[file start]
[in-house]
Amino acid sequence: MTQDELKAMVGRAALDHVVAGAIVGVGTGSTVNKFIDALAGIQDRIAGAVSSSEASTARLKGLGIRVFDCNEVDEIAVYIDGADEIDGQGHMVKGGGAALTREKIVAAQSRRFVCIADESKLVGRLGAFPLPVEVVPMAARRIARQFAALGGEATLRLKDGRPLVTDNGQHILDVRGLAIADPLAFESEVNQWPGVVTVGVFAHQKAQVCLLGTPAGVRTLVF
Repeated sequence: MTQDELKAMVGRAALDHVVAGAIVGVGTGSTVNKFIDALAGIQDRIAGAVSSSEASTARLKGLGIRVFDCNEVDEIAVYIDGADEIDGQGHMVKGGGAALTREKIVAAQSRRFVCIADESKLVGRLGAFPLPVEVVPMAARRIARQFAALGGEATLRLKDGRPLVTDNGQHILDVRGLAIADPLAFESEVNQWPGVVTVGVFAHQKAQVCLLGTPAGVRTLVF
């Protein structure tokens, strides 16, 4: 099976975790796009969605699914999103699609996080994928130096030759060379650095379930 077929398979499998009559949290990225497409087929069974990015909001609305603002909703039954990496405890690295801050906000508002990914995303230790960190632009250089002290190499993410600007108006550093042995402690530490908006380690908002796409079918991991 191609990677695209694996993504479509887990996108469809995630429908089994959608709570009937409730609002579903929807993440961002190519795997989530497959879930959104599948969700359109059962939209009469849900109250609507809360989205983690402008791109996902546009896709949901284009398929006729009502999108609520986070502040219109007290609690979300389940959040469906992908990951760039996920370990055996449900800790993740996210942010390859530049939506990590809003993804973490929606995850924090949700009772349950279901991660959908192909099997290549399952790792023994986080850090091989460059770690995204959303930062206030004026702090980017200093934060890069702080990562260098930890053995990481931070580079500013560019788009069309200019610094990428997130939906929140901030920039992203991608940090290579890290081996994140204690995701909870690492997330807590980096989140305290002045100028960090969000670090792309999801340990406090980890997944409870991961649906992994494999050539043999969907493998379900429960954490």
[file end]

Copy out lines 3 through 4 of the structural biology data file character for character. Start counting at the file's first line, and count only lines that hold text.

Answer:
Repeated sequence: MTQDELKAMVGRAALDHVVAGAIVGVGTGSTVNKFIDALAGIQDRIAGAVSSSEASTARLKGLGIRVFDCNEVDEIAVYIDGADEIDGQGHMVKGGGAALTREKIVAAQSRRFVCIADESKLVGRLGAFPLPVEVVPMAARRIARQFAALGGEATLRLKDGRPLVTDNGQHILDVRGLAIADPLAFESEVNQWPGVVTVGVFAHQKAQVCLLGTPAGVRTLVF
């Protein structure tokens, strides 16, 4: 099976975790796009969605699914999103699609996080994928130096030759060379650095379930 077929398979499998009559949290990225497409087929069974990015909001609305603002909703039954990496405890690295801050906000508002990914995303230790960190632009250089002290190499993410600007108006550093042995402690530490908006380690908002796409079918991991 191609990677695209694996993504479509887990996108469809995630429908089994959608709570009937409730609002579903929807993440961002190519795997989530497959879930959104599948969700359109059962939209009469849900109250609507809360989205983690402008791109996902546009896709949901284009398929006729009502999108609520986070502040219109007290609690979300389940959040469906992908990951760039996920370990055996449900800790993740996210942010390859530049939506990590809003993804973490929606995850924090949700009772349950279901991660959908192909099997290549399952790792023994986080850090091989460059770690995204959303930062206030004026702090980017200093934060890069702080990562260098930890053995990481931070580079500013560019788009069309200019610094990428997130939906929140901030920039992203991608940090290579890290081996994140204690995701909870690492997330807590980096989140305290002045100028960090969000670090792309999801340990406090980890997944409870991961649906992994494999050539043999969907493998379900429960954490």